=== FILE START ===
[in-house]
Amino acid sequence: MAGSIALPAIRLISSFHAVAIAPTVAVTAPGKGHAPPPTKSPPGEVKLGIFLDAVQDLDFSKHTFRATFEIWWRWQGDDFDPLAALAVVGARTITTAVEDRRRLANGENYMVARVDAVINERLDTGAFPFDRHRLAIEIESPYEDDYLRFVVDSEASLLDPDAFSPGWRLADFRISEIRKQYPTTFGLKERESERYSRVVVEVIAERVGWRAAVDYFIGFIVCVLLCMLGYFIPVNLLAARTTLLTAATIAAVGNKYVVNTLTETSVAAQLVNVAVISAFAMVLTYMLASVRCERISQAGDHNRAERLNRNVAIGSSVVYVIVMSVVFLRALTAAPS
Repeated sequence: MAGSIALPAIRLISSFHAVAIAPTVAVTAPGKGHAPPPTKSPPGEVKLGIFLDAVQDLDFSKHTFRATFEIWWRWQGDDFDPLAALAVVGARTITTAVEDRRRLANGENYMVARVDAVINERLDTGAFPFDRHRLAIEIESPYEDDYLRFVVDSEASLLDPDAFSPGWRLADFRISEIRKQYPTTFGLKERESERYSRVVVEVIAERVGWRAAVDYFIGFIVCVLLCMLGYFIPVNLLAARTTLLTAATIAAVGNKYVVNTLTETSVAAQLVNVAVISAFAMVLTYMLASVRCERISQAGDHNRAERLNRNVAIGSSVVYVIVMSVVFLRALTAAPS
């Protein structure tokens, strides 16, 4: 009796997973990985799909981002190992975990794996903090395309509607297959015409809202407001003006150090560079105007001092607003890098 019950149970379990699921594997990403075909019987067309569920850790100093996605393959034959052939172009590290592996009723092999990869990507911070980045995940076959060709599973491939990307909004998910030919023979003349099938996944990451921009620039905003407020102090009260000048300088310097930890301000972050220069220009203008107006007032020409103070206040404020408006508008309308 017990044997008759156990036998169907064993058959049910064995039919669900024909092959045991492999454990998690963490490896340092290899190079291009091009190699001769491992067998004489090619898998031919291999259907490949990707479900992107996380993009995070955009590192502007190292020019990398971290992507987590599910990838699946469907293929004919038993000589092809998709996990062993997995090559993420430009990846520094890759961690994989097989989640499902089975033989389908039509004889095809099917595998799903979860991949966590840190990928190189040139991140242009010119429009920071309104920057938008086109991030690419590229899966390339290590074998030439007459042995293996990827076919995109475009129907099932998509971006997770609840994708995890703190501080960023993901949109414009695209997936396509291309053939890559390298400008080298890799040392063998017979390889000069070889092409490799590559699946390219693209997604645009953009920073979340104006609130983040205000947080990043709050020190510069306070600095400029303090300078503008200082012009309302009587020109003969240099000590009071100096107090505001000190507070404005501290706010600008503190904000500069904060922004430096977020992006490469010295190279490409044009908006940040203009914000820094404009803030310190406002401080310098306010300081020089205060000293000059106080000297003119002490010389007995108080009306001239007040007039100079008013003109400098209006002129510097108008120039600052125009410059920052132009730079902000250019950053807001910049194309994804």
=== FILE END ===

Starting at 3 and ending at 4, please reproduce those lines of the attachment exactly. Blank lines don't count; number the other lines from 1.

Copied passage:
Repeated sequence: MAGSIALPAIRLISSFHAVAIAPTVAVTAPGKGHAPPPTKSPPGEVKLGIFLDAVQDLDFSKHTFRATFEIWWRWQGDDFDPLAALAVVGARTITTAVEDRRRLANGENYMVARVDAVINERLDTGAFPFDRHRLAIEIESPYEDDYLRFVVDSEASLLDPDAFSPGWRLADFRISEIRKQYPTTFGLKERESERYSRVVVEVIAERVGWRAAVDYFIGFIVCVLLCMLGYFIPVNLLAARTTLLTAATIAAVGNKYVVNTLTETSVAAQLVNVAVISAFAMVLTYMLASVRCERISQAGDHNRAERLNRNVAIGSSVVYVIVMSVVFLRALTAAPS
């Protein structure tokens, strides 16, 4: 009796997973990985799909981002190992975990794996903090395309509607297959015409809202407001003006150090560079105007001092607003890098 019950149970379990699921594997990403075909019987067309569920850790100093996605393959034959052939172009590290592996009723092999990869990507911070980045995940076959060709599973491939990307909004998910030919023979003349099938996944990451921009620039905003407020102090009260000048300088310097930890301000972050220069220009203008107006007032020409103070206040404020408006508008309308 017990044997008759156990036998169907064993058959049910064995039919669900024909092959045991492999454990998690963490490896340092290899190079291009091009190699001769491992067998004489090619898998031919291999259907490949990707479900992107996380993009995070955009590192502007190292020019990398971290992507987590599910990838699946469907293929004919038993000589092809998709996990062993997995090559993420430009990846520094890759961690994989097989989640499902089975033989389908039509004889095809099917595998799903979860991949966590840190990928190189040139991140242009010119429009920071309104920057938008086109991030690419590229899966390339290590074998030439007459042995293996990827076919995109475009129907099932998509971006997770609840994708995890703190501080960023993901949109414009695209997936396509291309053939890559390298400008080298890799040392063998017979390889000069070889092409490799590559699946390219693209997604645009953009920073979340104006609130983040205000947080990043709050020190510069306070600095400029303090300078503008200082012009309302009587020109003969240099000590009071100096107090505001000190507070404005501290706010600008503190904000500069904060922004430096977020992006490469010295190279490409044009908006940040203009914000820094404009803030310190406002401080310098306010300081020089205060000293000059106080000297003119002490010389007995108080009306001239007040007039100079008013003109400098209006002129510097108008120039600052125009410059920052132009730079902000250019950053807001910049194309994804």